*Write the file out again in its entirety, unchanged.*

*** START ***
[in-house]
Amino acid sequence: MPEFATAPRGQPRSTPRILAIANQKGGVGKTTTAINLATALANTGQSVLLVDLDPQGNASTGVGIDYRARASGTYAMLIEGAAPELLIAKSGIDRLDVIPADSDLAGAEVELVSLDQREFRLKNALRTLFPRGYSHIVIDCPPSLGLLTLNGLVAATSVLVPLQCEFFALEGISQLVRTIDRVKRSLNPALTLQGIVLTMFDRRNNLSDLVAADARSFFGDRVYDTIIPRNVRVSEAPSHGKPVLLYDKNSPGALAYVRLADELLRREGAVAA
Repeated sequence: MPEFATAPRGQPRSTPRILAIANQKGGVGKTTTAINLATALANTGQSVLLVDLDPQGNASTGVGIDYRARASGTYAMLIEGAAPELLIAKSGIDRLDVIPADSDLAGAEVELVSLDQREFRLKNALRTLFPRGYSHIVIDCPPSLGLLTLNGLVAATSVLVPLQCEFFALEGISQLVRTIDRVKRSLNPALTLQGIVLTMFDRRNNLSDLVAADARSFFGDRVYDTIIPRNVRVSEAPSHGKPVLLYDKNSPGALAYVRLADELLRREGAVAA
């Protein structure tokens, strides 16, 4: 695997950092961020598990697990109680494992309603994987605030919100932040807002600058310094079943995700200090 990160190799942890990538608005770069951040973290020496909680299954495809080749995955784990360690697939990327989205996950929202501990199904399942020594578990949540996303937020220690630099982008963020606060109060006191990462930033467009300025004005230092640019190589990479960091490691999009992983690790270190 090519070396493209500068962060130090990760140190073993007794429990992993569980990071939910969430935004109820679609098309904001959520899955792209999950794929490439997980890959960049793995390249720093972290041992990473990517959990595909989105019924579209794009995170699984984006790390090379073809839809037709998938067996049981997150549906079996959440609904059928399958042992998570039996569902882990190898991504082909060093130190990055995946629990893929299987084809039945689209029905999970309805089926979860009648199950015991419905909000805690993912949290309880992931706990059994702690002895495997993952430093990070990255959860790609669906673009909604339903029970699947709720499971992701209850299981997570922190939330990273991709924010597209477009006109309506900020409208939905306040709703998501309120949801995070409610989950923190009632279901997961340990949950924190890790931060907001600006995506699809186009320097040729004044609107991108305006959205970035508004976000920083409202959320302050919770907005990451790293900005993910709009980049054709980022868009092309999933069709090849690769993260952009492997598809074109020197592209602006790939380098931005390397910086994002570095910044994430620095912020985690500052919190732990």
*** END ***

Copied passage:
[in-house]
Amino acid sequence: MPEFATAPRGQPRSTPRILAIANQKGGVGKTTTAINLATALANTGQSVLLVDLDPQGNASTGVGIDYRARASGTYAMLIEGAAPELLIAKSGIDRLDVIPADSDLAGAEVELVSLDQREFRLKNALRTLFPRGYSHIVIDCPPSLGLLTLNGLVAATSVLVPLQCEFFALEGISQLVRTIDRVKRSLNPALTLQGIVLTMFDRRNNLSDLVAADARSFFGDRVYDTIIPRNVRVSEAPSHGKPVLLYDKNSPGALAYVRLADELLRREGAVAA
Repeated sequence: MPEFATAPRGQPRSTPRILAIANQKGGVGKTTTAINLATALANTGQSVLLVDLDPQGNASTGVGIDYRARASGTYAMLIEGAAPELLIAKSGIDRLDVIPADSDLAGAEVELVSLDQREFRLKNALRTLFPRGYSHIVIDCPPSLGLLTLNGLVAATSVLVPLQCEFFALEGISQLVRTIDRVKRSLNPALTLQGIVLTMFDRRNNLSDLVAADARSFFGDRVYDTIIPRNVRVSEAPSHGKPVLLYDKNSPGALAYVRLADELLRREGAVAA
């Protein structure tokens, strides 16, 4: 695997950092961020598990697990109680494992309603994987605030919100932040807002600058310094079943995700200090 990160190799942890990538608005770069951040973290020496909680299954495809080749995955784990360690697939990327989205996950929202501990199904399942020594578990949540996303937020220690630099982008963020606060109060006191990462930033467009300025004005230092640019190589990479960091490691999009992983690790270190 090519070396493209500068962060130090990760140190073993007794429990992993569980990071939910969430935004109820679609098309904001959520899955792209999950794929490439997980890959960049793995390249720093972290041992990473990517959990595909989105019924579209794009995170699984984006790390090379073809839809037709998938067996049981997150549906079996959440609904059928399958042992998570039996569902882990190898991504082909060093130190990055995946629990893929299987084809039945689209029905999970309805089926979860009648199950015991419905909000805690993912949290309880992931706990059994702690002895495997993952430093990070990255959860790609669906673009909604339903029970699947709720499971992701209850299981997570922190939330990273991709924010597209477009006109309506900020409208939905306040709703998501309120949801995070409610989950923190009632279901997961340990949950924190890790931060907001600006995506699809186009320097040729004044609107991108305006959205970035508004976000920083409202959320302050919770907005990451790293900005993910709009980049054709980022868009092309999933069709090849690769993260952009492997598809074109020197592209602006790939380098931005390397910086994002570095910044994430620095912020985690500052919190732990």